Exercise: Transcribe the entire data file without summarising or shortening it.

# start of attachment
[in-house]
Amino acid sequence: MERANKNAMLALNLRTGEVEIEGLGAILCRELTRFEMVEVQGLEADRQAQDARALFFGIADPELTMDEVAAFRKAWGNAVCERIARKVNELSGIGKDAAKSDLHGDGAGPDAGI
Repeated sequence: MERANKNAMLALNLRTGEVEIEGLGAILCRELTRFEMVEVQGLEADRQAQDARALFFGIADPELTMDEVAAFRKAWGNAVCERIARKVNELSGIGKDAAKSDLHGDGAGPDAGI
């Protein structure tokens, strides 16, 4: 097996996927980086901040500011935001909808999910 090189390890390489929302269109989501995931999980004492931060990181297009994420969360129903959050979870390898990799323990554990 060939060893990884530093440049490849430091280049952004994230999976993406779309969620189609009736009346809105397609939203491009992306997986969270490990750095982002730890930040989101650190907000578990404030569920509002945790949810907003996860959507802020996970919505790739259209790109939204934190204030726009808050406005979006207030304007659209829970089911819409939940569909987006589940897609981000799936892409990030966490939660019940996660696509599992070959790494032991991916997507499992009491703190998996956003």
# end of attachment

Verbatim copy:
[in-house]
Amino acid sequence: MERANKNAMLALNLRTGEVEIEGLGAILCRELTRFEMVEVQGLEADRQAQDARALFFGIADPELTMDEVAAFRKAWGNAVCERIARKVNELSGIGKDAAKSDLHGDGAGPDAGI
Repeated sequence: MERANKNAMLALNLRTGEVEIEGLGAILCRELTRFEMVEVQGLEADRQAQDARALFFGIADPELTMDEVAAFRKAWGNAVCERIARKVNELSGIGKDAAKSDLHGDGAGPDAGI
């Protein structure tokens, strides 16, 4: 097996996927980086901040500011935001909808999910 090189390890390489929302269109989501995931999980004492931060990181297009994420969360129903959050979870390898990799323990554990 060939060893990884530093440049490849430091280049952004994230999976993406779309969620189609009736009346809105397609939203491009992306997986969270490990750095982002730890930040989101650190907000578990404030569920509002945790949810907003996860959507802020996970919505790739259209790109939204934190204030726009808050406005979006207030304007659209829970089911819409939940569909987006589940897609981000799936892409990030966490939660019940996660696509599992070959790494032991991916997507499992009491703190998996956003």